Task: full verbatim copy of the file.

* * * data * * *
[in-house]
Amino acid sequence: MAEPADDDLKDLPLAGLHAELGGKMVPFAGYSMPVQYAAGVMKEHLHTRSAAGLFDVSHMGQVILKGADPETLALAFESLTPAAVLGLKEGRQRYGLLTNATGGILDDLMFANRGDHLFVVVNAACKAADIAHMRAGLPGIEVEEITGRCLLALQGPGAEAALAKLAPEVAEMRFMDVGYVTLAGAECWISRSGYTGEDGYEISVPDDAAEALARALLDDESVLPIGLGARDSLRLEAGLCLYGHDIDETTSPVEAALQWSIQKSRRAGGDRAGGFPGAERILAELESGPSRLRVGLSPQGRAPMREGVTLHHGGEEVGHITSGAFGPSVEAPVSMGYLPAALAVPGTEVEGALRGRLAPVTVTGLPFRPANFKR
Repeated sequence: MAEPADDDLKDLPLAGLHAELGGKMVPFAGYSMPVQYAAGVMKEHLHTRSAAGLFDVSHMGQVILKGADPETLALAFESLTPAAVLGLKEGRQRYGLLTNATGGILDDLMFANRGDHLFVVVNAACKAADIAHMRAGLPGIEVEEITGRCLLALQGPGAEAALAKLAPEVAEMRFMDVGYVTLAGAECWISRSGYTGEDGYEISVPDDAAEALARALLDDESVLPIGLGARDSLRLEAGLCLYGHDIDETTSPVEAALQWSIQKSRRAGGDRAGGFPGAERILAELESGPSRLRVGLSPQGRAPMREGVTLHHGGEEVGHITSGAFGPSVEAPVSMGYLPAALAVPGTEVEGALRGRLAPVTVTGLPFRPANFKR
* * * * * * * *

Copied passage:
[in-house]
Amino acid sequence: MAEPADDDLKDLPLAGLHAELGGKMVPFAGYSMPVQYAAGVMKEHLHTRSAAGLFDVSHMGQVILKGADPETLALAFESLTPAAVLGLKEGRQRYGLLTNATGGILDDLMFANRGDHLFVVVNAACKAADIAHMRAGLPGIEVEEITGRCLLALQGPGAEAALAKLAPEVAEMRFMDVGYVTLAGAECWISRSGYTGEDGYEISVPDDAAEALARALLDDESVLPIGLGARDSLRLEAGLCLYGHDIDETTSPVEAALQWSIQKSRRAGGDRAGGFPGAERILAELESGPSRLRVGLSPQGRAPMREGVTLHHGGEEVGHITSGAFGPSVEAPVSMGYLPAALAVPGTEVEGALRGRLAPVTVTGLPFRPANFKR
Repeated sequence: MAEPADDDLKDLPLAGLHAELGGKMVPFAGYSMPVQYAAGVMKEHLHTRSAAGLFDVSHMGQVILKGADPETLALAFESLTPAAVLGLKEGRQRYGLLTNATGGILDDLMFANRGDHLFVVVNAACKAADIAHMRAGLPGIEVEEITGRCLLALQGPGAEAALAKLAPEVAEMRFMDVGYVTLAGAECWISRSGYTGEDGYEISVPDDAAEALARALLDDESVLPIGLGARDSLRLEAGLCLYGHDIDETTSPVEAALQWSIQKSRRAGGDRAGGFPGAERILAELESGPSRLRVGLSPQGRAPMREGVTLHHGGEEVGHITSGAFGPSVEAPVSMGYLPAALAVPGTEVEGALRGRLAPVTVTGLPFRPANFKR